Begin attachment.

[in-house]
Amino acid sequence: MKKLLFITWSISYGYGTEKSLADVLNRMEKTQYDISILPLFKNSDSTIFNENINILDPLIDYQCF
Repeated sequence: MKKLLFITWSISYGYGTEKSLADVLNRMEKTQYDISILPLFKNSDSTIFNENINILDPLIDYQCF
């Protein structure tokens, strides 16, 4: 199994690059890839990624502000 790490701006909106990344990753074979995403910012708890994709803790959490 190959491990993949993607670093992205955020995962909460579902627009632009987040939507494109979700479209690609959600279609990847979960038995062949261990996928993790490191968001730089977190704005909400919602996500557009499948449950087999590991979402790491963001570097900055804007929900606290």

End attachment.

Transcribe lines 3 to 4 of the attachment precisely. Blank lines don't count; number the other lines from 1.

Repeated sequence: MKKLLFITWSISYGYGTEKSLADVLNRMEKTQYDISILPLFKNSDSTIFNENINILDPLIDYQCF
């Protein structure tokens, strides 16, 4: 199994690059890839990624502000 790490701006909106990344990753074979995403910012708890994709803790959490 190959491990993949993607670093992205955020995962909460579902627009632009987040939507494109979700479209690609959600279609990847979960038995062949261990996928993790490191968001730089977190704005909400919602996500557009499948449950087999590991979402790491963001570097900055804007929900606290």